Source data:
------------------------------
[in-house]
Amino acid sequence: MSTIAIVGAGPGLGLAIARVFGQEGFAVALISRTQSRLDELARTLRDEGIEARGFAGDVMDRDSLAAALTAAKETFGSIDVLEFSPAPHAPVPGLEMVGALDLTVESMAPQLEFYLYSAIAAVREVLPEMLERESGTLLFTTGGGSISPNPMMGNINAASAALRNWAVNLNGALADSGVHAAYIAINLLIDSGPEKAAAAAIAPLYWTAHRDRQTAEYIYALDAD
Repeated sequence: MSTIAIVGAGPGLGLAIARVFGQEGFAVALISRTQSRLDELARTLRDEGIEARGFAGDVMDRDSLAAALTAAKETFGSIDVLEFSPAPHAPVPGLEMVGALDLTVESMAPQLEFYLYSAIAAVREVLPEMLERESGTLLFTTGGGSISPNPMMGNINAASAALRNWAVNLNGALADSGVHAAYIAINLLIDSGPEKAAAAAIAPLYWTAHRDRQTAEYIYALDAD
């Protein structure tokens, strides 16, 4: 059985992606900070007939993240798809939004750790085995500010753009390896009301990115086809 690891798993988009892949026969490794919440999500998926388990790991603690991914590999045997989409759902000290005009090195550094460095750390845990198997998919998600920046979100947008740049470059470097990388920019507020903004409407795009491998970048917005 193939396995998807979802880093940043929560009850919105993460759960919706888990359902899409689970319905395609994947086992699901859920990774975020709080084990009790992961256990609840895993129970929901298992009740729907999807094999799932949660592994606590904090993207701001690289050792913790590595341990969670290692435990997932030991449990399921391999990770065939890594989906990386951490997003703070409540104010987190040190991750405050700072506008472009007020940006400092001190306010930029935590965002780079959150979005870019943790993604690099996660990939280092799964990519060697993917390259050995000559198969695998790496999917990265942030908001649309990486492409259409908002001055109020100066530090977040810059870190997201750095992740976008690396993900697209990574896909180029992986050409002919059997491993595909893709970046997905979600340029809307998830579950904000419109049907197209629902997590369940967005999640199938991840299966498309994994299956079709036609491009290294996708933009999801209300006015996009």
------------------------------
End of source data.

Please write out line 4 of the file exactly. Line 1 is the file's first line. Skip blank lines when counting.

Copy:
């Protein structure tokens, strides 16, 4: 059985992606900070007939993240798809939004750790085995500010753009390896009301990115086809 690891798993988009892949026969490794919440999500998926388990790991603690991914590999045997989409759902000290005009090195550094460095750390845990198997998919998600920046979100947008740049470059470097990388920019507020903004409407795009491998970048917005 193939396995998807979802880093940043929560009850919105993460759960919706888990359902899409689970319905395609994947086992699901859920990774975020709080084990009790992961256990609840895993129970929901298992009740729907999807094999799932949660592994606590904090993207701001690289050792913790590595341990969670290692435990997932030991449990399921391999990770065939890594989906990386951490997003703070409540104010987190040190991750405050700072506008472009007020940006400092001190306010930029935590965002780079959150979005870019943790993604690099996660990939280092799964990519060697993917390259050995000559198969695998790496999917990265942030908001649309990486492409259409908002001055109020100066530090977040810059870190997201750095992740976008690396993900697209990574896909180029992986050409002919059997491993595909893709970046997905979600340029809307998830579950904000419109049907197209629902997590369940967005999640199938991840299966498309994994299956079709036609491009290294996708933009999801209300006015996009």